Return to search

Use of isotopic labels and mathematical modelling to investigate mineral and vitamin bioavailability in humans

This thesis describes the application of compartmental modelling techniques to data from human intervention studies with the objective of studying the absorption and metabolism of minerals (iron, copper, calcium) and vitamins (folate, carotenoids, riboflavin) labelled with stable isotopes. Compartmental modelling is a mathematical tool that uses differential equations to describe a dynamic process, such as nutrient metabolism, by adjusting the parameters of the equations until the model is a good fit to the real experimental data. A single compartment model was developed that can be used to estimate the quantity of absorbed (unlabelled) iron from a test drink containing a minimum of 10mg iron. Studies on copper demonstrated that approximately 74% of the absorbed dose is sequestered by the liver on “first-pass” and that large quantities of copper (2.4mg/d) are lost via the bile. Data from a calcium intervention trial was evaluated using a multi-compartment model and indicated that a moderately high salt intake (11.2g/d) was associated with a significantly negative bone calcium balance with a high calcium (1284mg/d) compared to a low calcium (518mg/d) diet (P=0.024). Modelling the initial metabolism of an absorbed dose of 13C-labelled folic acid resulted in the finding that it is not metabolised in the mucosal cells but (probably) in the liver. The absorptive efficiency of carotenoids was investigated by isolating the triglyceride rich lipoprotein fraction in plasma and a simple model was used to estimate β-carotene and lutein bioavailability. Results from the first stable isotope labelled riboflavin study indicated that the bioavailability of riboflavin from spinach (60±30%) was not significantly different to the bioavailability of riboflavin derived from milk (67±21%). The thesis has shown how compartmental modelling, in conjunction with stable isotope labelling, can reveal new insights into human mineral and vitamin metabolism, especially in the study of nutrient bioavailability.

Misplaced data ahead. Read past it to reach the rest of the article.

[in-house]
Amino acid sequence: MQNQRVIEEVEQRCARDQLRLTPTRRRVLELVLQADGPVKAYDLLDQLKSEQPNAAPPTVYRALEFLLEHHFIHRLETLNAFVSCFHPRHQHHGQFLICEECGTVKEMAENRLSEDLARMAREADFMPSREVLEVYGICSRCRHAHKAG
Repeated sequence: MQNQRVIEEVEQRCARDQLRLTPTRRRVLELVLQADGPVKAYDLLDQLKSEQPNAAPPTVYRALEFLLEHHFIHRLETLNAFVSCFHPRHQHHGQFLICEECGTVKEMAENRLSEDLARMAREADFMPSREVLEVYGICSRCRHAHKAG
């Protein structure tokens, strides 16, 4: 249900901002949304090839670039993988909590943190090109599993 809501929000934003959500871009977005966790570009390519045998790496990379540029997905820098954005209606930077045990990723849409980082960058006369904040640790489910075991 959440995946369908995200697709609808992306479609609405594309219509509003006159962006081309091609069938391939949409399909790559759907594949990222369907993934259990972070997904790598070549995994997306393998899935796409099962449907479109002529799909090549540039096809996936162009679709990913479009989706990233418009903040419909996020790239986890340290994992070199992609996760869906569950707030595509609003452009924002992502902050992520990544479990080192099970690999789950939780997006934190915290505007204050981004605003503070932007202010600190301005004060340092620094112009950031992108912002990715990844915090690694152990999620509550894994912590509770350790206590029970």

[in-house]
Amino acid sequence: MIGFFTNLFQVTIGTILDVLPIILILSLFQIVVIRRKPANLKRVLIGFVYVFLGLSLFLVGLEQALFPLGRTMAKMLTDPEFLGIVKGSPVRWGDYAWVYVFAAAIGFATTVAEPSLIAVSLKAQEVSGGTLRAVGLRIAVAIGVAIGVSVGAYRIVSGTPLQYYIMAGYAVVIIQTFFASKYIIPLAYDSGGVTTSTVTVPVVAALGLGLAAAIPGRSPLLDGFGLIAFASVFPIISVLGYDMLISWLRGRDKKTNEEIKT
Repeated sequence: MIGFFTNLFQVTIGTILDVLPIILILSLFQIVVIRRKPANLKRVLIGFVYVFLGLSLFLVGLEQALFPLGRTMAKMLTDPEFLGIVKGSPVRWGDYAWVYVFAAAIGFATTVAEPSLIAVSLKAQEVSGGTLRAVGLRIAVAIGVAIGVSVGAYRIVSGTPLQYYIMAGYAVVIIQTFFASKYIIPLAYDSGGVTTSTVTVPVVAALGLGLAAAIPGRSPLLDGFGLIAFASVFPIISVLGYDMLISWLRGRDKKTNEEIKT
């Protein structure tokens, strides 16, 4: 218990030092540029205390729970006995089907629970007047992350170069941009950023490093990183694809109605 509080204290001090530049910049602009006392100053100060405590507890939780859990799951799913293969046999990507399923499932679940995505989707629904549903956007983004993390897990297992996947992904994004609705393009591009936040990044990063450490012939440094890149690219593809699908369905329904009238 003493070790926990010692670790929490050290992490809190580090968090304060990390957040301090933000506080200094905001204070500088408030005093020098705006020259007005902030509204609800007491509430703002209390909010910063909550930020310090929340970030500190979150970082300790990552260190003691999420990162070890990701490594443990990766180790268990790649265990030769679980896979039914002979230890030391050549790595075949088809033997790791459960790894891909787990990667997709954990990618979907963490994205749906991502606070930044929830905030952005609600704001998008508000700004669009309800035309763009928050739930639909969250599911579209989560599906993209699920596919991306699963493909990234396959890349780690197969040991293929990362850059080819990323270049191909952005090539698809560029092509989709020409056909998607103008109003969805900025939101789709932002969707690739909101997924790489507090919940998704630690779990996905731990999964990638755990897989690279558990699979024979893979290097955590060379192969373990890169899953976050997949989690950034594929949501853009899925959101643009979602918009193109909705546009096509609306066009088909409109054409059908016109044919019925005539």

Date January 2010
CreatorsDainty, Jack Richard
PublisherUniversity of East Anglia
Source SetsEthos UK
Detected LanguageEnglish
TypeElectronic Thesis or Dissertation

Page generated in 0.0017 seconds